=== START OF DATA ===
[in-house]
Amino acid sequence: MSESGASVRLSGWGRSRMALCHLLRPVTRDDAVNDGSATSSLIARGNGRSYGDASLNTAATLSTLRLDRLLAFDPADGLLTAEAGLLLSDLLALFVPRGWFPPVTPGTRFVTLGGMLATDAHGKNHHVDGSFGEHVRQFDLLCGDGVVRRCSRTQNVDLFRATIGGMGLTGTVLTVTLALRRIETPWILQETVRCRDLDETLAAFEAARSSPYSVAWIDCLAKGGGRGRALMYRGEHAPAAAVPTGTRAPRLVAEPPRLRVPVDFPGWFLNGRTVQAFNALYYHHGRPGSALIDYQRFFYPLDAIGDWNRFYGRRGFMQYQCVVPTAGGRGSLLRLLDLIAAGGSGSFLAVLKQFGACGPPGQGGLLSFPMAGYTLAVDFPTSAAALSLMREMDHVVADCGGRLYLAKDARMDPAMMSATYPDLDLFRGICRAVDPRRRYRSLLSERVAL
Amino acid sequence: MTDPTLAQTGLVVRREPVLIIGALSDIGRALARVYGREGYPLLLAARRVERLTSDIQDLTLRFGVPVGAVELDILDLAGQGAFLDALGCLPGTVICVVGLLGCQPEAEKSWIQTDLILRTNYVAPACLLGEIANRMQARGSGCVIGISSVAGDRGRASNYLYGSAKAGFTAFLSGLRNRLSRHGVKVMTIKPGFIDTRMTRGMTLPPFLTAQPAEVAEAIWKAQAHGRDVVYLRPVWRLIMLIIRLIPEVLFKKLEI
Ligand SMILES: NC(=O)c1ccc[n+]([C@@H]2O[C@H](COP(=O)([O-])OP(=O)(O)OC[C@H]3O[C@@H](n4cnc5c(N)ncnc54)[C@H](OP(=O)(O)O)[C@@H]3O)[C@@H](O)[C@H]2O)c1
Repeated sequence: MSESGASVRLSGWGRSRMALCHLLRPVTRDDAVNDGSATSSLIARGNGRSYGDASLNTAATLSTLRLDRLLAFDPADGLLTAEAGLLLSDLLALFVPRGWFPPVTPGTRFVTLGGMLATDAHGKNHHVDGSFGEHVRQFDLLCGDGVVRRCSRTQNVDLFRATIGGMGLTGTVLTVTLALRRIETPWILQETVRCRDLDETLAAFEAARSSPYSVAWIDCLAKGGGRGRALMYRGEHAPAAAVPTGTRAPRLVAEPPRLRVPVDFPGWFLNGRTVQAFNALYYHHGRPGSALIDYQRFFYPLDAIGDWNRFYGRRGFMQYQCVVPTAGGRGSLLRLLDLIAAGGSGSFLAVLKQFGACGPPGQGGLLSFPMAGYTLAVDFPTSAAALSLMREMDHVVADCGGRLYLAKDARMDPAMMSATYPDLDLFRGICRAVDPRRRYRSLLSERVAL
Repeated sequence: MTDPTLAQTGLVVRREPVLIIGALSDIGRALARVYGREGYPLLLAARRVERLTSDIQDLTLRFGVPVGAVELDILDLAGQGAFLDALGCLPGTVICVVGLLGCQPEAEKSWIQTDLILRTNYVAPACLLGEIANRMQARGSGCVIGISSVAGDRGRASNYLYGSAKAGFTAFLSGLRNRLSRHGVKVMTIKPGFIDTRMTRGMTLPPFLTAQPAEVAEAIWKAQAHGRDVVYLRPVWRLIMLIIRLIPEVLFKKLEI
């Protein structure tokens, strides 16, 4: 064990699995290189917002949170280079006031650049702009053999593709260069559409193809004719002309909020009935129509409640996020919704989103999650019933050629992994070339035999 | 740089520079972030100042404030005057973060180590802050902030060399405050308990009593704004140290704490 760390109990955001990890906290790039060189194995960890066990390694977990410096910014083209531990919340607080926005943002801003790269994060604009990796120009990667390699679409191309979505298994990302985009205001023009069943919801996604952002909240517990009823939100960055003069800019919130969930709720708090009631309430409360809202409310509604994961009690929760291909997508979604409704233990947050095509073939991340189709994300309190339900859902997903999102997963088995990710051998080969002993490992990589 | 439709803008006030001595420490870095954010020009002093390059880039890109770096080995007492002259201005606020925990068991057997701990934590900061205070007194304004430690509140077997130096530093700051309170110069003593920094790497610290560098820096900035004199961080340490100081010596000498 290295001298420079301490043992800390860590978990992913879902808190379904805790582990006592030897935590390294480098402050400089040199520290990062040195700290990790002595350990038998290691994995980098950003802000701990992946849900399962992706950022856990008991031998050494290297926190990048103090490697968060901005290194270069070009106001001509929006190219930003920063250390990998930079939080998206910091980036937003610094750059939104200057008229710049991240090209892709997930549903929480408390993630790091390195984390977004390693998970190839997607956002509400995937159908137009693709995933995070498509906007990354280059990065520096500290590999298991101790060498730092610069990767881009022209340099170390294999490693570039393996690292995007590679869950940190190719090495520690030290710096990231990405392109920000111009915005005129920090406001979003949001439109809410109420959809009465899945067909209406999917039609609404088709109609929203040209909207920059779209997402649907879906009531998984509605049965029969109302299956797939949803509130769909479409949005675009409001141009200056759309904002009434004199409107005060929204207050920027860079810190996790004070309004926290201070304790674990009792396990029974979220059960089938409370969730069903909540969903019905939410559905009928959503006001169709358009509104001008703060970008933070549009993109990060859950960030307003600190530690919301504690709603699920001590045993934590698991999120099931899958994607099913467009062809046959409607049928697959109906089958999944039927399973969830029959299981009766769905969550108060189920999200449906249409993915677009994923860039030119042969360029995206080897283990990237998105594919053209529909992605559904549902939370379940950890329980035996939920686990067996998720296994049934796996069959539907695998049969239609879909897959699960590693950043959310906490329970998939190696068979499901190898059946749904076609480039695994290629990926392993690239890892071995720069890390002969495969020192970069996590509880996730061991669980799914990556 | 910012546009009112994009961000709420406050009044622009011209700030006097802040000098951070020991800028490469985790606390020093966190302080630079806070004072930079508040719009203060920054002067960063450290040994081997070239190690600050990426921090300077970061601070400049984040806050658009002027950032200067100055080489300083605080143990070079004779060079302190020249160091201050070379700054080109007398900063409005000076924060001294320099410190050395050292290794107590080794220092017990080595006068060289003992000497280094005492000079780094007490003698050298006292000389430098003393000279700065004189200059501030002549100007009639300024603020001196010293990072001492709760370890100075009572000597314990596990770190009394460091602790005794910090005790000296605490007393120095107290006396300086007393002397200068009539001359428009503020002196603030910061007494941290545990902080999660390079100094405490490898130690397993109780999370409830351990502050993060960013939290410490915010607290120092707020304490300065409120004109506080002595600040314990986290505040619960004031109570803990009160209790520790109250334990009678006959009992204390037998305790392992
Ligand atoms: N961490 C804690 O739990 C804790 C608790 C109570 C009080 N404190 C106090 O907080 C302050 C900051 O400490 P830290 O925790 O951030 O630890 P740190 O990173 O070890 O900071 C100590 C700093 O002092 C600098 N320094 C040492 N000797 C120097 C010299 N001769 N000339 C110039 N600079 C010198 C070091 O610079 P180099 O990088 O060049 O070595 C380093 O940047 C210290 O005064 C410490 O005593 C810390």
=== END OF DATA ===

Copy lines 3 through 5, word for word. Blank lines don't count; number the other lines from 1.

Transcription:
Amino acid sequence: MTDPTLAQTGLVVRREPVLIIGALSDIGRALARVYGREGYPLLLAARRVERLTSDIQDLTLRFGVPVGAVELDILDLAGQGAFLDALGCLPGTVICVVGLLGCQPEAEKSWIQTDLILRTNYVAPACLLGEIANRMQARGSGCVIGISSVAGDRGRASNYLYGSAKAGFTAFLSGLRNRLSRHGVKVMTIKPGFIDTRMTRGMTLPPFLTAQPAEVAEAIWKAQAHGRDVVYLRPVWRLIMLIIRLIPEVLFKKLEI
Ligand SMILES: NC(=O)c1ccc[n+]([C@@H]2O[C@H](COP(=O)([O-])OP(=O)(O)OC[C@H]3O[C@@H](n4cnc5c(N)ncnc54)[C@H](OP(=O)(O)O)[C@@H]3O)[C@@H](O)[C@H]2O)c1
Repeated sequence: MSESGASVRLSGWGRSRMALCHLLRPVTRDDAVNDGSATSSLIARGNGRSYGDASLNTAATLSTLRLDRLLAFDPADGLLTAEAGLLLSDLLALFVPRGWFPPVTPGTRFVTLGGMLATDAHGKNHHVDGSFGEHVRQFDLLCGDGVVRRCSRTQNVDLFRATIGGMGLTGTVLTVTLALRRIETPWILQETVRCRDLDETLAAFEAARSSPYSVAWIDCLAKGGGRGRALMYRGEHAPAAAVPTGTRAPRLVAEPPRLRVPVDFPGWFLNGRTVQAFNALYYHHGRPGSALIDYQRFFYPLDAIGDWNRFYGRRGFMQYQCVVPTAGGRGSLLRLLDLIAAGGSGSFLAVLKQFGACGPPGQGGLLSFPMAGYTLAVDFPTSAAALSLMREMDHVVADCGGRLYLAKDARMDPAMMSATYPDLDLFRGICRAVDPRRRYRSLLSERVAL